Again the Germans moved all area civilians and we were forced to move. This was on 20 October 1944. We were dressed in civilian clothes, given to us by the farmers we had come in contact with.

 

We went from this point in daylight to Moergestel, by way of the main road to Tilburg. Lt. Baker and S/Sgt. Ellis were going to swim the canal, and as I couldn’t swim, farmers were taking me to locate the underground so I could use other means of escape. We encountered German soldiers all along this road but we were not picket up or questioned. Reaching the underground, I received a complete change of clothes. The information received from the underground at Moergestel revealed that the canal was too well guarded to attempt swimming. The farmers went back to where Lt. Baker and S/Sgt. Ellis were and brought them to the farmers house where I was, and were also given a complete change of clothes. We remained there all night, and learned that there were about 100 British and American Airborne troops hidden in the woods about 5 miles from this house.

 

We left on 21 October 1944 with the aid of the underground, to join the British and American Airborne men hidden in the woods. We stood with them until 24 October 1944 when all of us, well armed, went with five Germans, deserters, who were aiding us to reach Boxtel. The British tanks moved into Boxtel before we arrived that night. The tanks then moved out and we occupied the town.

 

That night the underground contacted the British, and we went to their command post the following morning. We turned our ten German prisoners over to the British in boxtel. We were evacuated by truck on 24 October 1944 at 12.00 hours, to Eindhoven.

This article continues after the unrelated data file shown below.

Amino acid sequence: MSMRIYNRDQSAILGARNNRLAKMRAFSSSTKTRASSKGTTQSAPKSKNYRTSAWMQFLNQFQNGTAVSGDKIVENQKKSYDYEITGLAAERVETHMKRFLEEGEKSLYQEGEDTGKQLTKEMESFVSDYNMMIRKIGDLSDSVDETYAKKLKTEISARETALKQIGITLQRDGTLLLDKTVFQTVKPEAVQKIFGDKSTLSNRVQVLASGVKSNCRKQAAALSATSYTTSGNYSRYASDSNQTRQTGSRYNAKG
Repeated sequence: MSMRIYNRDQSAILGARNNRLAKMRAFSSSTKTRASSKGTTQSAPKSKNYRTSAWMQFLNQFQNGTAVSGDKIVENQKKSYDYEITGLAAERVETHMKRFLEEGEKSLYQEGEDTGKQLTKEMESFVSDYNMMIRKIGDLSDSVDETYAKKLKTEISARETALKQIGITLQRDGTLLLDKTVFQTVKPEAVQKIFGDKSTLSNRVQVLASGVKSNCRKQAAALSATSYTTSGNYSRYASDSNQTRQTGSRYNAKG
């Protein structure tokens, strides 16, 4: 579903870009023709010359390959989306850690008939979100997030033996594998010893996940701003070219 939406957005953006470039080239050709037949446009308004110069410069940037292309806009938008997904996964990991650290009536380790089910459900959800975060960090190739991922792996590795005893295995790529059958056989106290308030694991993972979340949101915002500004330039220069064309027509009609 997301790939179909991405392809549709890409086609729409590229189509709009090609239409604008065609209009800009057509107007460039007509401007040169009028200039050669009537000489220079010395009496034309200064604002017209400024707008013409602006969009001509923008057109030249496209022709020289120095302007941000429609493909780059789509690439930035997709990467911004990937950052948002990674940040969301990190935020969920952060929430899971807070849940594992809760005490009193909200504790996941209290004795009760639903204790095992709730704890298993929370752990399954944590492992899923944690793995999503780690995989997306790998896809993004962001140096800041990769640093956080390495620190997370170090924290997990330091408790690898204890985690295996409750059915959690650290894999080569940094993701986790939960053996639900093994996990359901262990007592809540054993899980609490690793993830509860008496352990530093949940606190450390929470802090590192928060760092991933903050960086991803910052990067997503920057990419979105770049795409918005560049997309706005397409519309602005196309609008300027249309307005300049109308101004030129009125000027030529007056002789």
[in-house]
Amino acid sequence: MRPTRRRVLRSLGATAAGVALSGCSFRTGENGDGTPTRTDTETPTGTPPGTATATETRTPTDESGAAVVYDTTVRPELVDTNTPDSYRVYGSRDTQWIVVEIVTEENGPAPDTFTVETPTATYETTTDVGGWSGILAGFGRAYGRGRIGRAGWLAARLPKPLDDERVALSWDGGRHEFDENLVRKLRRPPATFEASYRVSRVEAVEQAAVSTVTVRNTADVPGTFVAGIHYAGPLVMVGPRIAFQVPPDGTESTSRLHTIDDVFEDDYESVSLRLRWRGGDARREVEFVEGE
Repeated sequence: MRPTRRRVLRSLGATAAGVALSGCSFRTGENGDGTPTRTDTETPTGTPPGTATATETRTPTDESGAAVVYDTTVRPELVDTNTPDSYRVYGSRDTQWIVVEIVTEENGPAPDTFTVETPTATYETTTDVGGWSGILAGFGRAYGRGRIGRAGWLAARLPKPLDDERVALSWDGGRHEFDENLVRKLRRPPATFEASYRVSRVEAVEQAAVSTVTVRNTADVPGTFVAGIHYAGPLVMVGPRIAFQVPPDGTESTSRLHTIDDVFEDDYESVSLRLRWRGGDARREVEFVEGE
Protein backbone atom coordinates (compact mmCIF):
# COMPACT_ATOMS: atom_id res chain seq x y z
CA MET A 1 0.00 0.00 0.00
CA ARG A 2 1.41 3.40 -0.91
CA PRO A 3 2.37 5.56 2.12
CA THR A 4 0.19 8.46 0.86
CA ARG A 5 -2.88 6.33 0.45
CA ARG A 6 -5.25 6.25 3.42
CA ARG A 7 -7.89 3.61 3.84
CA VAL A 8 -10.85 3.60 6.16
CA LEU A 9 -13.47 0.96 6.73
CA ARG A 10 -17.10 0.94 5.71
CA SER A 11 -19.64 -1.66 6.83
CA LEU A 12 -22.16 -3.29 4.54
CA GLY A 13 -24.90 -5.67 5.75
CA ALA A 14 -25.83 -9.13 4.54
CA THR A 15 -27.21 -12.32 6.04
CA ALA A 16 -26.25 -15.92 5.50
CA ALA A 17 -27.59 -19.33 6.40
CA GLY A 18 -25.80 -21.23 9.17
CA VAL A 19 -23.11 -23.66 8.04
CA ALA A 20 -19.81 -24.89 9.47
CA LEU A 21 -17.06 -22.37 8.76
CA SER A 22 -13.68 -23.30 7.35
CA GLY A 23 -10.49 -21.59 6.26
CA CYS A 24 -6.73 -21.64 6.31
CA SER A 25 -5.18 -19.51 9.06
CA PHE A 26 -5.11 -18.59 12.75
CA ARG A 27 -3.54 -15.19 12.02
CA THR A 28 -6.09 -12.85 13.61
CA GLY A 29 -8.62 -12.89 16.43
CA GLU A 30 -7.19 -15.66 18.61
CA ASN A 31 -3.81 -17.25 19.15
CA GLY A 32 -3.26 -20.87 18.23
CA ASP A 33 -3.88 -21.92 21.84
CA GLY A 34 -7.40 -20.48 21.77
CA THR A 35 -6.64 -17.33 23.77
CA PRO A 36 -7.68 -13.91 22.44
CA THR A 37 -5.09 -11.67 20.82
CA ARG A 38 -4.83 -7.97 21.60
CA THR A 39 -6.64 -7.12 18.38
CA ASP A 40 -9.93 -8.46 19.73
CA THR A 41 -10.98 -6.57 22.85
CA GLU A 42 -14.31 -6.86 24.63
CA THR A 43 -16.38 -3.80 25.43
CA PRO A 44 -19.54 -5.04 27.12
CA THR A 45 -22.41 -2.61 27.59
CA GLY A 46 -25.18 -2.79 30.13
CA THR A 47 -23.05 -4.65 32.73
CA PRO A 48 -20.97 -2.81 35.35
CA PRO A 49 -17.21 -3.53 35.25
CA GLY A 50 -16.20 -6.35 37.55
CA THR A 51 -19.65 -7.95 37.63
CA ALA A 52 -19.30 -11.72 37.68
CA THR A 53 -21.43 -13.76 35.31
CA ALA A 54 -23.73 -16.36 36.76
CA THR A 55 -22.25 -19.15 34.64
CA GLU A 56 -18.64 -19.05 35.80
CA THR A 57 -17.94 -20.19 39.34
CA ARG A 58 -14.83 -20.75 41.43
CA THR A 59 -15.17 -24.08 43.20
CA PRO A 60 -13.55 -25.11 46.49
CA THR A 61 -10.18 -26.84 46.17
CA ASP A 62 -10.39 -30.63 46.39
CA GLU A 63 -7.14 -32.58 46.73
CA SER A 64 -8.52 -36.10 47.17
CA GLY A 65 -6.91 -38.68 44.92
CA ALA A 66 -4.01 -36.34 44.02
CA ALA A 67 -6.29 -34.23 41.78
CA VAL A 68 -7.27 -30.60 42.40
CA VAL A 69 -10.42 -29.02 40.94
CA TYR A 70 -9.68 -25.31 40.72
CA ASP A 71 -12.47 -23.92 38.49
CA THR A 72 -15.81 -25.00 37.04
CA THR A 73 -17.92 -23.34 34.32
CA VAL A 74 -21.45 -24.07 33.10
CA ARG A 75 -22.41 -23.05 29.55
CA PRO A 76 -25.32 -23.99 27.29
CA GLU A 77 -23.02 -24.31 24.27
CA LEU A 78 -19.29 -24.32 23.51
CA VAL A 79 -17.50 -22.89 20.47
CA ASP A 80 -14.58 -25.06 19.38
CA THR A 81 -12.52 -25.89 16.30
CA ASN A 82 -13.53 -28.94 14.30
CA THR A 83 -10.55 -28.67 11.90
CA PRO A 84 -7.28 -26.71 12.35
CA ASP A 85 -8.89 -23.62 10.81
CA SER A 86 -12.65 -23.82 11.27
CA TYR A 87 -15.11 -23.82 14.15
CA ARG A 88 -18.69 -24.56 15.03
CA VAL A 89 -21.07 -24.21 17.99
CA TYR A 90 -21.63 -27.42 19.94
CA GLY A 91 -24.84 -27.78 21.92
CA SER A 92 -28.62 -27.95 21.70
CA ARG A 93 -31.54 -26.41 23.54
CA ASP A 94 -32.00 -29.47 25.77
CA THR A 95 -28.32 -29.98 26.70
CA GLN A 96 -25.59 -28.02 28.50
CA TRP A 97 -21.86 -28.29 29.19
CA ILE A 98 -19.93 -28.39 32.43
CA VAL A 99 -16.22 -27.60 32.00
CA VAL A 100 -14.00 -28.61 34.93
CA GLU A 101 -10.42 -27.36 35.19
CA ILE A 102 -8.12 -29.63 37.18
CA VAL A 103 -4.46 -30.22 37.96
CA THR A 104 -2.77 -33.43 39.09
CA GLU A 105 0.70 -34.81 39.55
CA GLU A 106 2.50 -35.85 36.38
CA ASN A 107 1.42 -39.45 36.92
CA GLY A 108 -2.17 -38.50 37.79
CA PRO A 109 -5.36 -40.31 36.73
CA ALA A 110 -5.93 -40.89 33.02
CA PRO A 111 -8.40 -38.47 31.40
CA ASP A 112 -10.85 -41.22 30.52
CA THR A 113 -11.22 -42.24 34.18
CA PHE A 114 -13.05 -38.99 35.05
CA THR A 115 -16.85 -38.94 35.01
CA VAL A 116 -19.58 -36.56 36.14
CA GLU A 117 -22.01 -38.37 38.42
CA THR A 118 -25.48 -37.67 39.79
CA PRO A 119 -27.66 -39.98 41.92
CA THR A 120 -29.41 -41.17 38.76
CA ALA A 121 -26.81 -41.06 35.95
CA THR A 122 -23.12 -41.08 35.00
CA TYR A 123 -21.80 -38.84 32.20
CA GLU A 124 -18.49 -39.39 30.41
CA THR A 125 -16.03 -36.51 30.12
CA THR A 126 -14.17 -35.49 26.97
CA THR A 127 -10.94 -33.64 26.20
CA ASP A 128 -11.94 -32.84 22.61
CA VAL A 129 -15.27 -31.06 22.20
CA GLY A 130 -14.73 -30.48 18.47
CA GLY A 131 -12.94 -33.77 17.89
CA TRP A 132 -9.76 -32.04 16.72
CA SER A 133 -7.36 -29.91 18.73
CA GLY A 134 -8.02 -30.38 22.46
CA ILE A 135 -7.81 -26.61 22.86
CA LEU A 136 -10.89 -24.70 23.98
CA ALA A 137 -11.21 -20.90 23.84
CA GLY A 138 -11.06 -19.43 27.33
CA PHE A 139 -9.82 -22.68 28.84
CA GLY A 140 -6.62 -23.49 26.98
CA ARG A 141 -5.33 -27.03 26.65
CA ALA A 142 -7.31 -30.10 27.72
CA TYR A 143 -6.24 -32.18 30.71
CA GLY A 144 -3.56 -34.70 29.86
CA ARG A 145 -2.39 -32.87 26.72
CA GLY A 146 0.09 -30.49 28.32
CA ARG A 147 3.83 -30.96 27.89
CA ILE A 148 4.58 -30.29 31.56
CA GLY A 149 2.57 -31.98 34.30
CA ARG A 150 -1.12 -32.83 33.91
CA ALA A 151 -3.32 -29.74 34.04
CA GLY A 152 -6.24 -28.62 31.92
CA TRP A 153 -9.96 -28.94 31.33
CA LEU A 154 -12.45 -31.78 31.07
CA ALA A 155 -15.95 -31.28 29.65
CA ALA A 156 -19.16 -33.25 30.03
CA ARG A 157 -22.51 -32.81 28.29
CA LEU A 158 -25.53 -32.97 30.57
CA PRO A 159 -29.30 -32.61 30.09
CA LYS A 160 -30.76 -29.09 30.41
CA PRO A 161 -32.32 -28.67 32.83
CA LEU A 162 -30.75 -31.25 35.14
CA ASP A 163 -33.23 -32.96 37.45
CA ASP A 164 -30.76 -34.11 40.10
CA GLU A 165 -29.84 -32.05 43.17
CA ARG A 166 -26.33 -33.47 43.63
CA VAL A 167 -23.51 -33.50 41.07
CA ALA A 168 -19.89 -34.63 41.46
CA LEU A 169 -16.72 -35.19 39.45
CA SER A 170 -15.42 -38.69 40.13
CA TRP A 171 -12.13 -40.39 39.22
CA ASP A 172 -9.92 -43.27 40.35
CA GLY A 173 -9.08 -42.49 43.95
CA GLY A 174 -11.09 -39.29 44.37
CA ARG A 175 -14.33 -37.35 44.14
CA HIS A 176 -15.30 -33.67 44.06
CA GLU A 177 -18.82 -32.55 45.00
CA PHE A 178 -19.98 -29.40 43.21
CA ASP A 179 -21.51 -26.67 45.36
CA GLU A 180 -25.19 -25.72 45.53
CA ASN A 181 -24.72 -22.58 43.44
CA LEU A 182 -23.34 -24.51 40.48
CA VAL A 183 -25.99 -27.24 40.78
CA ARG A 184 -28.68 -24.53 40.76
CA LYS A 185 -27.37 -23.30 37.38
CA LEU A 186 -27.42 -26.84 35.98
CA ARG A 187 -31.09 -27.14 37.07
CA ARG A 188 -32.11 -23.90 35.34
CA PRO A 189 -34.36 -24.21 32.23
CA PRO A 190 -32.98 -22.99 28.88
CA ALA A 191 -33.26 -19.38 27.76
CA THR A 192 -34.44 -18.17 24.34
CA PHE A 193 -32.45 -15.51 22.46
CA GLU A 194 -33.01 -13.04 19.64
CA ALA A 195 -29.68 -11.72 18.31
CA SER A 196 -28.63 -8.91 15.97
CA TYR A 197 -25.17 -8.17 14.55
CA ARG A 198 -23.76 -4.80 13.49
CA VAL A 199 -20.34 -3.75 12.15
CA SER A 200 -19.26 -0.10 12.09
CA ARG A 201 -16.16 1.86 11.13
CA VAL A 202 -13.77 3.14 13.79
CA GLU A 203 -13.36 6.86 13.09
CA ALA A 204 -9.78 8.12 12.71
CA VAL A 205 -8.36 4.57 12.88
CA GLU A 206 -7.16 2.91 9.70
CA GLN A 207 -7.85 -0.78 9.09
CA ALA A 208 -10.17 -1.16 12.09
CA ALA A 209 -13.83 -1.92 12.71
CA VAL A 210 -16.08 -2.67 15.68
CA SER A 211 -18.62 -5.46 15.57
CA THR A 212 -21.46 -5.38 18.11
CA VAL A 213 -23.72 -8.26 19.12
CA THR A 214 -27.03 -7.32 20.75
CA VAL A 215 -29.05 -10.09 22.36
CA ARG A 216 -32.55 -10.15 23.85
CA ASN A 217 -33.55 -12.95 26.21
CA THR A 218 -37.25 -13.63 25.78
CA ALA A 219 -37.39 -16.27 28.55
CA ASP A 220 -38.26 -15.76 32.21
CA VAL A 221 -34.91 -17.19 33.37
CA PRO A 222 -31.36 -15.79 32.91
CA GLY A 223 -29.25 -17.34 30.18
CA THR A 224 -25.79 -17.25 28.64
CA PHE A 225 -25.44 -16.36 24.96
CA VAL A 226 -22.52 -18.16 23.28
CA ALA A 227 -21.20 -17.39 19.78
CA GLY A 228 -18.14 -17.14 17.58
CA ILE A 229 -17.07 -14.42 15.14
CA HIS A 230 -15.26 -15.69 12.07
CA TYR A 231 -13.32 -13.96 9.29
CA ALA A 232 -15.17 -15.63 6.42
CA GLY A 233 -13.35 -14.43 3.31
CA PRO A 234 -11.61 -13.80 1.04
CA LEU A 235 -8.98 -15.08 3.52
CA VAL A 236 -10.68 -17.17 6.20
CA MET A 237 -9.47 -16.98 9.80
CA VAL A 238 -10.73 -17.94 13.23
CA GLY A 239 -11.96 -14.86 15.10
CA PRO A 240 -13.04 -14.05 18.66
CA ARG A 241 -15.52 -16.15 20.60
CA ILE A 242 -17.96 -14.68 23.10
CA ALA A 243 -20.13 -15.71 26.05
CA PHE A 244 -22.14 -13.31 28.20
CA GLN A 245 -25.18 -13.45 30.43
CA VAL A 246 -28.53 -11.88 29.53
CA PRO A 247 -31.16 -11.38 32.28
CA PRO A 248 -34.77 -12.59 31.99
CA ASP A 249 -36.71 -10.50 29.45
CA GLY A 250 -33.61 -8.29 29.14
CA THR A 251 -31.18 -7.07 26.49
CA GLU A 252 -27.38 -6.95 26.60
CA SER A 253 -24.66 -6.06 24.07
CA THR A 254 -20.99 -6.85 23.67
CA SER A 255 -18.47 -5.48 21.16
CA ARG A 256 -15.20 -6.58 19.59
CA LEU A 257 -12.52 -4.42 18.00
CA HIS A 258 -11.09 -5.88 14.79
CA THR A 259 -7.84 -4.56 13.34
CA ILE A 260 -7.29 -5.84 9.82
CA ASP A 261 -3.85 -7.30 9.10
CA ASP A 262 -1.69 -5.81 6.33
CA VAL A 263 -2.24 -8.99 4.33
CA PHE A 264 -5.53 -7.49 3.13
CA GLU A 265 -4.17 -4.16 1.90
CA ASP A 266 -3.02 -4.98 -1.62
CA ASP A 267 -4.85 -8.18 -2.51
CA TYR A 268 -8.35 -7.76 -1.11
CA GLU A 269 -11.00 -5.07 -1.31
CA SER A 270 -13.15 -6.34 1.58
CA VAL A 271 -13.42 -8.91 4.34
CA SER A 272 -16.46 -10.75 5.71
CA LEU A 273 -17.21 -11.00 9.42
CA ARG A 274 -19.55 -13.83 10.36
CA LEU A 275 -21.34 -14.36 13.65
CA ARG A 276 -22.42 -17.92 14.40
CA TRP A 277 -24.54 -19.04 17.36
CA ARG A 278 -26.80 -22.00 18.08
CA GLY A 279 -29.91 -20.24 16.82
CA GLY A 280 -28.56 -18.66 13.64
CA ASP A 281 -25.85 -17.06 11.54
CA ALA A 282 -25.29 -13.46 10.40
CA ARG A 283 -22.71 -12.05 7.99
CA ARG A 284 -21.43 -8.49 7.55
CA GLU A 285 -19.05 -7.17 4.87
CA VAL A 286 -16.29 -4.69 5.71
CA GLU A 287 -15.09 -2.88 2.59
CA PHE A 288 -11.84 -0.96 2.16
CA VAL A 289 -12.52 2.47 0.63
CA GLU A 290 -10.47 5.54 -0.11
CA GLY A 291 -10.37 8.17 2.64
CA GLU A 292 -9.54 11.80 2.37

That night the British gave us transportation to Brussels. I was interrogated at Brussels by a RAF Flt/Lt.

 

 

 

 

 

American eyewitnesses of the downing of C-47, 43-16033 saw the plane go down about one and a half minute after the return flight from Market-Garden drop-zone A-4. It was set on fire by enemy Flak near Boxtel.

The aircraft on fire crashed approximately 10 miles south of the “DZ” in Oostelbeers at de Maneschijn around 13.05 hrs on 17 September 1944.

Before the aircraft crashed, four ore five men were able to bail out of which one chute didn’t open. Another one had a streamer and fell to his dead.

 

C-47A-90-DL “Skytrain” C/N 20499 S/N 43-16033 (CU-B) was operating that 17 September from Aldermaston Airfield, England also known as USAAF Station 467. The aircraft was from the 72nd Troop Carrier Squadron, 434th Troop Carrier Group. Their mission was a Paratroop Drop on Drop-Zone A-4 near Veghel. The Airborne troops were 1st battalion, 501st PIR, 101st Airborne Division.

Crew members onboard this C-47 were:


Pilot 1st Lt. Donald A. Pahlow  O-678318
Co-Pilot 2nd Lt. William F. Baker O-2059885
Engineer S/Sgt Christopher S. Domitrovich 36054843
Radio Operator S/Sgt Rollin D. Ellis 16088020
Intelligence Officer Captain William F. Wade O-902714
War Correspondent Corporal Thomas A. Hoge
 

Pilot Donald A. Pahlow and William F. Wade were buried on the Oostelbeers churchyard after the crash and  later relocated to the American military cemetery in Margraten.

 

 

Een Amerikaanse 'Kampina' soldaat